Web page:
….children who have been notified as suffering from the disease and who would be prevented from attending an ordinary school. Many of them have already had a period of sanatorium treatment, and if the disease becomes active again the tuberculosis doctor in attendance recommends their return to a sanatorium again. Their health is watched closely, temperatures being regularly taken, but in most other respects the methods are largely those of the ordinary open-air school…

Finally, the residential open air school performed ‘the part of a convalescent school, bracing up children who need a change of air.’

Daily Routines

But what did these open air schools look like, and what sort of routines were followed at them? The Sphere was on hand to explain:

In the summer the children arrive at nine o’clock in the morning and stay until six o’clock in the evening, during which time they are supplied with breakfast, dinner, and tea….The hours at school are longer than at the ordinary elementary school (there is even attendance on Saturday mornings), but there are long intervals for rest, and the day’s work is very varied, boys and girls working in the garden and helping to make things for use in the school besides the time spent on physical exercises and organized games.

The publication also took the time to outline what these open air schools looked like, describing how:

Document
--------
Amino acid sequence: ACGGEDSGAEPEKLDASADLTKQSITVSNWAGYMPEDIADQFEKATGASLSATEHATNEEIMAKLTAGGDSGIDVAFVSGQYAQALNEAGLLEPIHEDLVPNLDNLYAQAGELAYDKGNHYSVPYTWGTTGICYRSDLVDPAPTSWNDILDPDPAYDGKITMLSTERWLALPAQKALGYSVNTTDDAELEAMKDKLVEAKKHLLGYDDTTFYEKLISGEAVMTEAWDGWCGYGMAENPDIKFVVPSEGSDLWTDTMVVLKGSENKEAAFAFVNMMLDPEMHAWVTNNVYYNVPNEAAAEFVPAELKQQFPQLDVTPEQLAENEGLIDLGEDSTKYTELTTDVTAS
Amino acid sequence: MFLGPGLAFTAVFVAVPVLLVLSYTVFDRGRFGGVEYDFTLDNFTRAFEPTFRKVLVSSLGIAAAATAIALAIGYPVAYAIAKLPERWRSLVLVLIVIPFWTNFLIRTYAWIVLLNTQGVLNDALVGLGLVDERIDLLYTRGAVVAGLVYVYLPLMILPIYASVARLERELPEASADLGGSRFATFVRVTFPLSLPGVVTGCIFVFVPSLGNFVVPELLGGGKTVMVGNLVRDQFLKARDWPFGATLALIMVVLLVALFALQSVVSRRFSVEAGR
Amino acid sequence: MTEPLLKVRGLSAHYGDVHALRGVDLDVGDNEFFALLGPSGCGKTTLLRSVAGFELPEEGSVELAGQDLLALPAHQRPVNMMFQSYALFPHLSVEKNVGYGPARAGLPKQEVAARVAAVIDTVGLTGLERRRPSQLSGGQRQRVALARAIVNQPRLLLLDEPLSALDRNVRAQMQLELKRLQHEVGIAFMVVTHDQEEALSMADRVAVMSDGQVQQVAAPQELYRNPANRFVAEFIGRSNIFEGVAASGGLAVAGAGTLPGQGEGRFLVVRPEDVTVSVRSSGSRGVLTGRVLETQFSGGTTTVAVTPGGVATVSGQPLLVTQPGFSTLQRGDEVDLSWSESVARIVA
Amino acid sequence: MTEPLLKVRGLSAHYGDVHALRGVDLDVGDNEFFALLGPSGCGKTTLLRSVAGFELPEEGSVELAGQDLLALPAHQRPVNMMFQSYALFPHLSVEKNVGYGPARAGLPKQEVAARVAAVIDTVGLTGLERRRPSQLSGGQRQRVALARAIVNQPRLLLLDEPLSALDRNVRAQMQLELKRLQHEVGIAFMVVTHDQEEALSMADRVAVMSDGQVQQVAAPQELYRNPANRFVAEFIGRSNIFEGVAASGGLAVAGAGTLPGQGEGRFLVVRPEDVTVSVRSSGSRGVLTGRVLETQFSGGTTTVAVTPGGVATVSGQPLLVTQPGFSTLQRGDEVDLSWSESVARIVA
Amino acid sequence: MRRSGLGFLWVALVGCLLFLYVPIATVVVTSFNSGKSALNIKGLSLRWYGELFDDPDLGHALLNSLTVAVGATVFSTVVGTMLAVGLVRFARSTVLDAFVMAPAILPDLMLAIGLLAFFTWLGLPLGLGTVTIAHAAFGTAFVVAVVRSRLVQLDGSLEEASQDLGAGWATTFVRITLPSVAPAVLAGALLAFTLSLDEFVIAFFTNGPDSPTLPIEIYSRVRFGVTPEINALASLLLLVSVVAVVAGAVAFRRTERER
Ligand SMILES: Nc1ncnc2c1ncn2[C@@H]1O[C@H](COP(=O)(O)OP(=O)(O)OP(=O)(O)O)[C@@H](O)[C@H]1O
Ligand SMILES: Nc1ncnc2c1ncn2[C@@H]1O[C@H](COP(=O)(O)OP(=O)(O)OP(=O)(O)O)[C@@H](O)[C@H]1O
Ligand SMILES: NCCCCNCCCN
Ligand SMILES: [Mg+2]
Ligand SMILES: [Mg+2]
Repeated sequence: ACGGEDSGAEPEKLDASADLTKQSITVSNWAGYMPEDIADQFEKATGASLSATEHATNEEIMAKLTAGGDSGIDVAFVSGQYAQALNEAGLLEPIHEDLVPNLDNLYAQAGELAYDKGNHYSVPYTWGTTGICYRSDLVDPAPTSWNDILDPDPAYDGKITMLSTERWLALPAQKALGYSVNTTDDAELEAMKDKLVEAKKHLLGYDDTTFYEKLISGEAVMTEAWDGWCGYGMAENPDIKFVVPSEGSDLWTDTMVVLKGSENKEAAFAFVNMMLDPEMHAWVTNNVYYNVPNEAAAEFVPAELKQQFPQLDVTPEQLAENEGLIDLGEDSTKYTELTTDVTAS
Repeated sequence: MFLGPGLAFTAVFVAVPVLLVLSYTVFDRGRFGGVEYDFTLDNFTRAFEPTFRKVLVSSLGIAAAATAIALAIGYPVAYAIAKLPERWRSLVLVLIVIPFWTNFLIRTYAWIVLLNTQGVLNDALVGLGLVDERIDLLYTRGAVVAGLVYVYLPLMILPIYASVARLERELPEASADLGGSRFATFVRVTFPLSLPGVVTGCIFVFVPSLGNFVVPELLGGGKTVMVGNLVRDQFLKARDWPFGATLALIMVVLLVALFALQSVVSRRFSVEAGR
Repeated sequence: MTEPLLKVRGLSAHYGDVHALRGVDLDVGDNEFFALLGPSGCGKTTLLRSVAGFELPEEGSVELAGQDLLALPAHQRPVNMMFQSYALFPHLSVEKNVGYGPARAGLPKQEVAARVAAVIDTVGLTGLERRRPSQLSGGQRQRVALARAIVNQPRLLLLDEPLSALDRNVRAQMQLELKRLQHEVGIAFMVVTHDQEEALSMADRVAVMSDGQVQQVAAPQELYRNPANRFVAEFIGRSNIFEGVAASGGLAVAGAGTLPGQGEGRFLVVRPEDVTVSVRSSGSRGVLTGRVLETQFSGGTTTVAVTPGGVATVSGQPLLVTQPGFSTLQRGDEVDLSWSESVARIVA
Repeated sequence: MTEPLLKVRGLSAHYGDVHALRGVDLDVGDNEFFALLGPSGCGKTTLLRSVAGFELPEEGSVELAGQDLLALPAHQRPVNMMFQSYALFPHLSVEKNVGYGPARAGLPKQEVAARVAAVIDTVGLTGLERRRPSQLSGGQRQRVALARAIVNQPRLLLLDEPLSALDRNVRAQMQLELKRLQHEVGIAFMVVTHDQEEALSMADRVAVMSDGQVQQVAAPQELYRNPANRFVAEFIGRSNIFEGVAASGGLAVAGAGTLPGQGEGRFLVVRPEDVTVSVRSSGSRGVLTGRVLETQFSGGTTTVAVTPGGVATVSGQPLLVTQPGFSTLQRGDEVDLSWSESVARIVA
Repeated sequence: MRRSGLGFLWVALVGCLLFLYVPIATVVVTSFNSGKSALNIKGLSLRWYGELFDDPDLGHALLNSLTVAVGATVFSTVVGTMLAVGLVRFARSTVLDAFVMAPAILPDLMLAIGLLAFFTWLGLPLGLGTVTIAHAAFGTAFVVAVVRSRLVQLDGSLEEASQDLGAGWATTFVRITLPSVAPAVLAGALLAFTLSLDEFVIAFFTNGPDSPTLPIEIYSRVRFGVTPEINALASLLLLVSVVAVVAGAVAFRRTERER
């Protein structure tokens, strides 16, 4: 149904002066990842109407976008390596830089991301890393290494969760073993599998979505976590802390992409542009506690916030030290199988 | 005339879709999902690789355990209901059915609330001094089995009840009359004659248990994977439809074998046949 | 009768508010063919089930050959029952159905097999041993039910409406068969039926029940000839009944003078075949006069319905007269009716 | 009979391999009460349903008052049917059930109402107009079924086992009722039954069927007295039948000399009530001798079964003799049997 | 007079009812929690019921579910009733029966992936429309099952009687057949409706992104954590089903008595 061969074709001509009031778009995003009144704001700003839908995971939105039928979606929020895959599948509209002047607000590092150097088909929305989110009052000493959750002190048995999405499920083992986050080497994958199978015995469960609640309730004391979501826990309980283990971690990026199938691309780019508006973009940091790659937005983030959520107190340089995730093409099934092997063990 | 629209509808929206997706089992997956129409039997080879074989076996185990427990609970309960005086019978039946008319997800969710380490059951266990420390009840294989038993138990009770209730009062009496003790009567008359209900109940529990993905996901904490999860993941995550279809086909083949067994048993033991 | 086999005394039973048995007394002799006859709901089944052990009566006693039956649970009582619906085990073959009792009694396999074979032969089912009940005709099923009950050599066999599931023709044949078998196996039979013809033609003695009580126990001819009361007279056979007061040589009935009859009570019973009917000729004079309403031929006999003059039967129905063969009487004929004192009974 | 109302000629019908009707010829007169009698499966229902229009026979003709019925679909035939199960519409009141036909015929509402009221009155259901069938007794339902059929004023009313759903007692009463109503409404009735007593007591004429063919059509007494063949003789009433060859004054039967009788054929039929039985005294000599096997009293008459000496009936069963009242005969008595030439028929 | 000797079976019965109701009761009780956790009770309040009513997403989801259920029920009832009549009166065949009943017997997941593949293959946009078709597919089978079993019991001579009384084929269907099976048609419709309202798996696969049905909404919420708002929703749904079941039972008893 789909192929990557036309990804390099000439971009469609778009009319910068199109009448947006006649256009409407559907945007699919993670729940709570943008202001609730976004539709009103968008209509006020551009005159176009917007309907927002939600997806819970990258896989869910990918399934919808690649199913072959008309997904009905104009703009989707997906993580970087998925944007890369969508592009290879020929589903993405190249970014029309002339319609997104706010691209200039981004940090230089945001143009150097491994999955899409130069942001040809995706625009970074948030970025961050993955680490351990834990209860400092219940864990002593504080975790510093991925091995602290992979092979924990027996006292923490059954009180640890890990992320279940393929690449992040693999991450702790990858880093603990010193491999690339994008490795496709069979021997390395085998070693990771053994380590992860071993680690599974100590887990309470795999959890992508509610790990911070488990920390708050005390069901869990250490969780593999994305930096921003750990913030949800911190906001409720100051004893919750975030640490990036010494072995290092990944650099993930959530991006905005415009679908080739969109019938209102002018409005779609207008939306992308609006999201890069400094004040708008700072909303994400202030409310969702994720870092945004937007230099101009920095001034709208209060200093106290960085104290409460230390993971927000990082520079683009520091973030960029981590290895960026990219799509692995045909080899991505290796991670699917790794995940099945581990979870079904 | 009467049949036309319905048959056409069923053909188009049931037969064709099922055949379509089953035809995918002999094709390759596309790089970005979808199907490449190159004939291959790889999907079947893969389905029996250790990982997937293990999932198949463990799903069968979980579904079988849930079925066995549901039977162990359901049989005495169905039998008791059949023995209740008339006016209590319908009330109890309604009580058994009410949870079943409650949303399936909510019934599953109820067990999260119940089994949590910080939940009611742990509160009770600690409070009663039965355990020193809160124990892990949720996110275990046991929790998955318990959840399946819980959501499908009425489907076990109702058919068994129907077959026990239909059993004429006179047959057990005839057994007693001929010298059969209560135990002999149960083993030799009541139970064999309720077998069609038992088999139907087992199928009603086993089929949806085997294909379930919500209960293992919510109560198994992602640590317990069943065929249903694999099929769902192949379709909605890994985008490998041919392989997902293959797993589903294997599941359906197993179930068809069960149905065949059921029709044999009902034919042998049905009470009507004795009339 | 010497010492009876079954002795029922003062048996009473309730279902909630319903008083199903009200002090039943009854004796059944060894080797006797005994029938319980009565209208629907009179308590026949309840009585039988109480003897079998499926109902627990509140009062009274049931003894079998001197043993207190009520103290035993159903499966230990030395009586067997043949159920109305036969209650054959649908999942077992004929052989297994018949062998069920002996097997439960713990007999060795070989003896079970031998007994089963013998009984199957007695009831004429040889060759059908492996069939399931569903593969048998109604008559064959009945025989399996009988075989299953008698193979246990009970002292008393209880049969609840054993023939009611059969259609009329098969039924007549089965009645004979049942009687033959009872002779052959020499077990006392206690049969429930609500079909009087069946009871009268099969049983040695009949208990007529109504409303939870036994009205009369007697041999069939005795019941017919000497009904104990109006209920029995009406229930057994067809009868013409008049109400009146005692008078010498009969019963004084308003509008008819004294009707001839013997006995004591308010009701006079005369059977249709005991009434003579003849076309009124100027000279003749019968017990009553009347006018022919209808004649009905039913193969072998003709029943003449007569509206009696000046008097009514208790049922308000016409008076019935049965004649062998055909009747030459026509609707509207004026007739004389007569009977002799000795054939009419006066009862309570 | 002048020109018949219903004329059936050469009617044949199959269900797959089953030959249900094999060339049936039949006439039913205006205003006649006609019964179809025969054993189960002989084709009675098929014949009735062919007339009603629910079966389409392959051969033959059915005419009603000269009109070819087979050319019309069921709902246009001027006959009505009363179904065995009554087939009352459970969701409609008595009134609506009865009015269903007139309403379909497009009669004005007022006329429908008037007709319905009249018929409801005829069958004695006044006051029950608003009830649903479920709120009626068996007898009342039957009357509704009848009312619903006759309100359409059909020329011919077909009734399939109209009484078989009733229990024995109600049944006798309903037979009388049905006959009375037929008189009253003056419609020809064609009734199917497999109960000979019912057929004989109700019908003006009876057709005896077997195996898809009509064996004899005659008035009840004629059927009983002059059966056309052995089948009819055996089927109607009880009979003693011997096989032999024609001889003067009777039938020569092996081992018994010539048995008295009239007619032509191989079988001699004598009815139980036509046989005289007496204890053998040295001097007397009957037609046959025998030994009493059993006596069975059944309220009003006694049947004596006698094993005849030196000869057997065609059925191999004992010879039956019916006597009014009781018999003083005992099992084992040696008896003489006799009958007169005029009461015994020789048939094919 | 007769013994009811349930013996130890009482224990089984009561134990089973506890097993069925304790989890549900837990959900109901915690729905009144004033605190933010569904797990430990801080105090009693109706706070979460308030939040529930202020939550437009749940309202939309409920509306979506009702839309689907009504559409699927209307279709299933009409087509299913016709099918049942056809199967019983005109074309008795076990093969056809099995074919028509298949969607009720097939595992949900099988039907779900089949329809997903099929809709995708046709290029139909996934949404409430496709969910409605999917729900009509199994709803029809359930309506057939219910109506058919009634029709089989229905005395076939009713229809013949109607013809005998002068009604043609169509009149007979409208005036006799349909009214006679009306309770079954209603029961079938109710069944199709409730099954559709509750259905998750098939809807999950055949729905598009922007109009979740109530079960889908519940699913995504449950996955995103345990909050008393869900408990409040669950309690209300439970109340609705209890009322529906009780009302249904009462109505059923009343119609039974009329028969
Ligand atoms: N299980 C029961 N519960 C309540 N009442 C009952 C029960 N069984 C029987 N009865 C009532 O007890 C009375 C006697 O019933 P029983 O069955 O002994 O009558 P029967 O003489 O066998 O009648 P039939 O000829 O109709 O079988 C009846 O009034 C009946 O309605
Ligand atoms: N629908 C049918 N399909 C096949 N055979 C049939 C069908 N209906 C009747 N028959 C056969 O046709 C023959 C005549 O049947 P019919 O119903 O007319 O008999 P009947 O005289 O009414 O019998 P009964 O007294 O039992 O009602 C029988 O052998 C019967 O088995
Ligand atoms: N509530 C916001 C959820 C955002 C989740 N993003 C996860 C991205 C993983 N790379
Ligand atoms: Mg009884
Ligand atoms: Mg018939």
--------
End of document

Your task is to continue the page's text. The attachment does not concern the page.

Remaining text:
Whenever it has been possible the L.C.C. has taken an existing house with a garden of least an acre, on which the shelters are built for the different classes…Long stretches of canvas are supplied which can be put up if the rain is driving very strongly from any particular direction, but as the roofs have deep eaves the rain does not penetrate except under exceptional circumstances. Rain is not regarded as any difficulty, it is only fog and very extreme cold which send the open-air children indoors.

The effects were positive, the piece describing how ‘it is extraordinary how soon the pale-faced child, who has no appetite at home, gets used to the new conditions, eats his food among the other children without any fuss, to the great surprise of the parents.’

Beyond The Second World War